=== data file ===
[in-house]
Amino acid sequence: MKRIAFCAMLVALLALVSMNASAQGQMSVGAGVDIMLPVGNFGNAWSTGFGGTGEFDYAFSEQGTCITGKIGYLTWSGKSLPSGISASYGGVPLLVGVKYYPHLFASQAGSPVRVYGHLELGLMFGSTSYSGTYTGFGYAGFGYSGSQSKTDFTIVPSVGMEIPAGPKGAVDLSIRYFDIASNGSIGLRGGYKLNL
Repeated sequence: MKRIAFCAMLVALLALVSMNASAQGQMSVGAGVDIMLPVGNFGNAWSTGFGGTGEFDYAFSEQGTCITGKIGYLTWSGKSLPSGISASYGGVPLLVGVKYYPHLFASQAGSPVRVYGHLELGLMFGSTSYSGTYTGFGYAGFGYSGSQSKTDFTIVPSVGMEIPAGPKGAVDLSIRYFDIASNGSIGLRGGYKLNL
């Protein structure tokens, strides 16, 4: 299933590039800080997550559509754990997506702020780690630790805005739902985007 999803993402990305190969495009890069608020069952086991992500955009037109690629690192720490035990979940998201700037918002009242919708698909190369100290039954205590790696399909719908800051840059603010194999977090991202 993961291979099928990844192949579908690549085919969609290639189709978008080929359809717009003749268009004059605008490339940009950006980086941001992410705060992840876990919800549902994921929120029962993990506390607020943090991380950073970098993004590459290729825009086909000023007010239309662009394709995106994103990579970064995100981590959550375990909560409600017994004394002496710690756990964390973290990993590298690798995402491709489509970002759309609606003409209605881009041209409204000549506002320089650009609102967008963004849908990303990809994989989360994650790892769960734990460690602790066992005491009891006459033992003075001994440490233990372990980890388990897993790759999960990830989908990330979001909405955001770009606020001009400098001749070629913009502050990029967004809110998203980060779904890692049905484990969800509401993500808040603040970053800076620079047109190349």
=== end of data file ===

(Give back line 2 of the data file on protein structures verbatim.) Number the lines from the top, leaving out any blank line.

Amino acid sequence: MKRIAFCAMLVALLALVSMNASAQGQMSVGAGVDIMLPVGNFGNAWSTGFGGTGEFDYAFSEQGTCITGKIGYLTWSGKSLPSGISASYGGVPLLVGVKYYPHLFASQAGSPVRVYGHLELGLMFGSTSYSGTYTGFGYAGFGYSGSQSKTDFTIVPSVGMEIPAGPKGAVDLSIRYFDIASNGSIGLRGGYKLNL